This program is made possible with support from the City of New Haven Mayor's Community Arts Grants Program, The NewAlliance Foundation, and the Department of Economic and Community Development, CT Office of the Arts, which also receives support from the National Endowment for the Arts, a federal agency.

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May
27
4:00 PM16:00

Testimonials: Film Screening

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How can we create unity in our community when we choose to ignore the stories of those who have been marginalized? Throughout history storytelling has been utilized as a way of connecting people. The sharing of personal experiences and emotions creates empathy and facilitates crucial dialogues. 

In light of the #METOO movement, Nasty Women CT collected and documented stories from all people who chose to share their story over the last several months. 

Come and learn more about the people in your community, share, listen, and support. Screening followed by a discussion with Luciana Q. McClure, Founder of Nasty Women CT, and the filmmaker, Louisa de Cossy

Free and open to all.

This program is presented by Nasty Women Connecticut, in partnership with ArtEcon Initiative, and made possible with support from the City of New Haven Mayor's Community Arts Grants Program, and the Department of Economic and Community Development, CT Office of the Arts, which also receives support from the National Endowment for the Arts, a federal agency.

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May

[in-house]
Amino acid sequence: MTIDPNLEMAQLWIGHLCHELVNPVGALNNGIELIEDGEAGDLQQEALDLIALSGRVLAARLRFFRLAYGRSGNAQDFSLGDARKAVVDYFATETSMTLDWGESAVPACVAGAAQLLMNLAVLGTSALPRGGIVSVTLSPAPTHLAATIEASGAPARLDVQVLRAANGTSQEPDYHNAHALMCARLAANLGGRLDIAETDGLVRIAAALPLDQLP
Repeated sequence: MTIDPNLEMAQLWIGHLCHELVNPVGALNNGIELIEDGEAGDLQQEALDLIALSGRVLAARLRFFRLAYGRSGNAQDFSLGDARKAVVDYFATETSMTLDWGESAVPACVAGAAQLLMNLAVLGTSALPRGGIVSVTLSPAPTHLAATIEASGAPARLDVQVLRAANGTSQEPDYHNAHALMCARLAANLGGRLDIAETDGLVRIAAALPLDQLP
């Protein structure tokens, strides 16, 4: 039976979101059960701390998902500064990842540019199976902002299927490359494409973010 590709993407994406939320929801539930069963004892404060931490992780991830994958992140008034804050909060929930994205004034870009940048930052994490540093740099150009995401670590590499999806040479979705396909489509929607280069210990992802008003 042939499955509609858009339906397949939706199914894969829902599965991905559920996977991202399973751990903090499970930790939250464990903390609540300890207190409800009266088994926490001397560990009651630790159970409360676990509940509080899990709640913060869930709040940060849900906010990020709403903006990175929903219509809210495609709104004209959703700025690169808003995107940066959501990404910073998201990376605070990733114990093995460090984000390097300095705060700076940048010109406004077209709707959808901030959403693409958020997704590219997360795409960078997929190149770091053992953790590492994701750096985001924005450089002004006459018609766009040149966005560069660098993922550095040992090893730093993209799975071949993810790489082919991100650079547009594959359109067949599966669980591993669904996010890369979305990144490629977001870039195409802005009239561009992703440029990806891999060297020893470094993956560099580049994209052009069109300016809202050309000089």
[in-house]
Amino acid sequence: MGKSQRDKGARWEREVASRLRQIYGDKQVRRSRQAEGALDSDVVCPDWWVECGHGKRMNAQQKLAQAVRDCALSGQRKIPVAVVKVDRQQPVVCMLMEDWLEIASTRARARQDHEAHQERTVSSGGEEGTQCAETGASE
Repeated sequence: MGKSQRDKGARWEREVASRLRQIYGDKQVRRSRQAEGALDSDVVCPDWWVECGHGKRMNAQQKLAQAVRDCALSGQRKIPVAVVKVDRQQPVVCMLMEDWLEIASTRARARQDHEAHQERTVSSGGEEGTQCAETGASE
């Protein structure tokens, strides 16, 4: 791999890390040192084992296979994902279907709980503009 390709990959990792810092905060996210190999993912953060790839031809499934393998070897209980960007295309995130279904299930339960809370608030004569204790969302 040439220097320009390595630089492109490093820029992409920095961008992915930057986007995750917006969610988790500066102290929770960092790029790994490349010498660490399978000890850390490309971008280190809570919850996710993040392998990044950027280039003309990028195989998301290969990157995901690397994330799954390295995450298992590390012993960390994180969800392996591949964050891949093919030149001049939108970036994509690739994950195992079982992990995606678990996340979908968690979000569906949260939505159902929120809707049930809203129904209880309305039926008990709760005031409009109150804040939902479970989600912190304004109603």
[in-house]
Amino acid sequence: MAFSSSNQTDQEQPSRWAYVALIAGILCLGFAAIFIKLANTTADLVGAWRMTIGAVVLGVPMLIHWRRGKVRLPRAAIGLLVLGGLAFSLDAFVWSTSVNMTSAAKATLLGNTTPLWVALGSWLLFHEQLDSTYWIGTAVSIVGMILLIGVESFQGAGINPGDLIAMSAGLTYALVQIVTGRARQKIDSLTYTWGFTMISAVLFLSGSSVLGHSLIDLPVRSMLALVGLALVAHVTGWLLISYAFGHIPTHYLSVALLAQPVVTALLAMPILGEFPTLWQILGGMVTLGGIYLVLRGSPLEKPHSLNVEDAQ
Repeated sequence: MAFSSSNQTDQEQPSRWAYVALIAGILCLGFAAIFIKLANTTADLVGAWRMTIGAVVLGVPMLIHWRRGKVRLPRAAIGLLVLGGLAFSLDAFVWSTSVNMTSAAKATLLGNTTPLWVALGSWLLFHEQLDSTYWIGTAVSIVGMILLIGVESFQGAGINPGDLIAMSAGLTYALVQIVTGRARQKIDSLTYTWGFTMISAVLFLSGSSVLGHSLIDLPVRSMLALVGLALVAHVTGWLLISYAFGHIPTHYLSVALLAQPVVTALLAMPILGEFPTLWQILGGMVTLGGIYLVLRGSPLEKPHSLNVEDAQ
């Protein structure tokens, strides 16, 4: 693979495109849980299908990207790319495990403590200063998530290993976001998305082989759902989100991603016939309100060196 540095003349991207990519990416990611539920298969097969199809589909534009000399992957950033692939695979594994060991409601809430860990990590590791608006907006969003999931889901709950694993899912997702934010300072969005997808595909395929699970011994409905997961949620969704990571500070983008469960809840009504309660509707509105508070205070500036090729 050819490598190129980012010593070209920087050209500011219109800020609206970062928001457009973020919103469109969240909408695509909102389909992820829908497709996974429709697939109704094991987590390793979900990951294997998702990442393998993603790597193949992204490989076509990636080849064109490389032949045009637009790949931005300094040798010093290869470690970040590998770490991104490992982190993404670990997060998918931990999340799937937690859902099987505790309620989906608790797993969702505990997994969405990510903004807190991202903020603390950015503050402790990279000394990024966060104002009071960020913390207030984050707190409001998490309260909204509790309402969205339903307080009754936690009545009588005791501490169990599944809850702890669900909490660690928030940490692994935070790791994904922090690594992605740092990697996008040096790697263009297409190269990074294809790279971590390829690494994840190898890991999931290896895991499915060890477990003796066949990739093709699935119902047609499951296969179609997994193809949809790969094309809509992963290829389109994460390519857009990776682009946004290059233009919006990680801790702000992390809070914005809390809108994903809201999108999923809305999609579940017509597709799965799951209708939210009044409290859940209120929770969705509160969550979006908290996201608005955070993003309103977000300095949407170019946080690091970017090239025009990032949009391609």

17
6:00 PM18:00

Community Conversations

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How can we as communities and individuals stay connected to love, beauty, liberation, and freedom in times of suffering, rage, and despair? Is it possible to connect with these values and experiences even as our eyes are open to the unpleasant realities around us? 

Enroue Halfkenny, LCSW, of Healing and Liberation Counseling, will facilitate discussion centered around such questions, inspired by the KLG's current exhibition: "How with this Rage shall Beauty hold a Plea?" (Shakespeare). 

Light refreshments served. If you are able, please bring a dish to share. The program will begin at 6:30pm, with the first half hour open for exploring the artwork. 

The event is free and open to all, but RSVP's are greatly appreciated: https://www.eventbrite.com/e/community-conversations-beauty-and-love-as-resistance-tickets-45566665122.

Enroue Halfkenny, LCSW, is a U.S. born, multiracial, black, cisgendered, heterosexual male of African, Irish, Swedish, Mi’kmaq and Cherokee descent. He is an Awo (priest of Ifa) within the traditional Yoruba religion from West Africa, a Licensed Clinical Social Worker and is an Artist and a Healing Justice Activist. Through his consulting, healing and private psychotherapy practice, Healing and Liberation Counseling, he addresses emotional, mental, societal, physical and spiritual wellbeing issues for individuals, families, groups, communities and organizations. 

This program is presented by ArtEcon Initiative (www.arteconinitiative.org) and made possible with support from the City of New Haven Mayor's Community Arts Grants Program, The NewAlliance Foundation, and the Department of Economic and Community Development, CT Office of the Arts, which also receives support from the National Endowment for the Arts, a federal agency.

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May
12
12:00 PM12:00

Westville's Annual Artwalk